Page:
Posted in PRO TOUR MAGIC 2015 - COVERAGE - EVENTS on August 3, 2014

By Adam Styborski

Stybs has played Magic the world over, writing and drafting as part of the event coverage team and slinging Commander everywhere his decks will fit.

Winning a Pro Tour is one of the greatest feats in Magic. Through sixteen rounds, both Draft and Constructed, players battle for the right to return and play a third day: The Sunday stage for the Top 8.

What's at Stake?

Both Patrick Cox, who came into the weekend looking to just maintain Gold status in the Pro Players Culb, and 5th-ranked Owen Turtenwald found themselves in their second Pro Tour Top 8. For Cox, his last match on a Pro Tour Sunday was at Nagoya in 2011. His teammate David Sharfman took that event down, and now it was Cox's plan to do the same today: He had played out the last round against fellow quarterfinalist Jackson Cunningham to ensure he'd begin each match Top 8 match on the play. Winning would mean more than just Gold as those who claim the trophy are elevated to Platinum benefits for the following season.

In addition to, you know, winning a Pro Tour, which had been a goal of Cox's for years.

Turtenwald, however, had carved an incredible season throughout the year leading to this Top 8. Winning back-to-back Grand Prix months earlier, today added another Sunday notch to go with his Pro Tour Gatecrash Top 8 last year. Already maintaining his Platinum benefits in the Pro Players Club, the former Player of the Year was looking for his own space at the World Championship. As one of two of the famed "Peach Garden Oath" members chasing it, including 20th-ranked William Jensen battling likewise in this Top 8, Turtenwald was working to fill out his career stats nicely. If the Hall of Fame was in his future, he would be well on his way with a victory today.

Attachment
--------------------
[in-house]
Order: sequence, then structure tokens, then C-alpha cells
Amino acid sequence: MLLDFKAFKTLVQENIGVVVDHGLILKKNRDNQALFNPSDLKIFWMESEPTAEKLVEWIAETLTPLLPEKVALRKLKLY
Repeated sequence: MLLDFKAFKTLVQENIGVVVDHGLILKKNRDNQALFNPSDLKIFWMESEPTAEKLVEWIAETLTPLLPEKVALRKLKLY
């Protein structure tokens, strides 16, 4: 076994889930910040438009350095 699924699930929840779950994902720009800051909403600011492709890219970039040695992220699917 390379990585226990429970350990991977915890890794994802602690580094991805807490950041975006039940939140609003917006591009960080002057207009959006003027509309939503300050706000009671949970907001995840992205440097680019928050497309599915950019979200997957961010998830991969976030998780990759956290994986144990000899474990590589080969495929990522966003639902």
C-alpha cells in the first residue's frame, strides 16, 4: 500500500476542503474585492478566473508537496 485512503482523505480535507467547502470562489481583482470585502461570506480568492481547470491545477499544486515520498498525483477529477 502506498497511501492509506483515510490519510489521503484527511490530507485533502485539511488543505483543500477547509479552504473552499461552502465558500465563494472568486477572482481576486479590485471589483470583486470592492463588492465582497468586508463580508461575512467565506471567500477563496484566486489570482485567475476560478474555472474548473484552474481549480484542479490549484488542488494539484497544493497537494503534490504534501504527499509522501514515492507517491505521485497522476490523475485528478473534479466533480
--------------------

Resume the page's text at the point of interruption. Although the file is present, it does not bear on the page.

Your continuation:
While Patrick Cox had his sights set on a win, No. 5 Ranked Player Owen Turtenwald was playing for position in the World Championship race. Oh, and a Pro Tour trophy wouldn't be too shabby either.

The Decks

When you expect a field of slower decks built for longer games there's two paths to take: beat them at their own plan, or blitz them before they can get started. Cox had gone for the latter, choosing to play a deck he had perfected throughout the Grand Prix season. Naya Aggro aims to attack decks the same way Green-White Aggro does by filling the battlefield with creatures as quickly as possible. The wrinkle Cox added was red, allowing Boros Reckoner to stymie opposing aggressive decks, Boros Charm to nullify removal like Supreme Verdict, and Ghor-Clan Rampager to hit as hard as lethal by the forth turn. It was fast and efficient, if painful to play with a manabase built on Mana Confluence and Temple Garden.

Turtenwald's choice for the weekend was White-Black Midrange, a deck most of his testing teammates had similarly brought. Riffing on the Black Devotion decks, White-Black Midrange evolved to use the same removal suite and inevitability of Pack Rat with the ability to go over the top with Elspeth, Sun's Champion. Maintaining control of the early game to pull away with Blood Baron of Vizkopa or Obzedat, Ghost Council was the typical winning sequence for the deck, though it would sometimes take its time doing so thanks to plenty of lands that entered the battlefield tapped.

The Games

"Do you know how long it'll be?" Turtenwald asked as they waiting for the video team to switch on their match.

"Yeah. We're just sitting here being nervous." Cox added.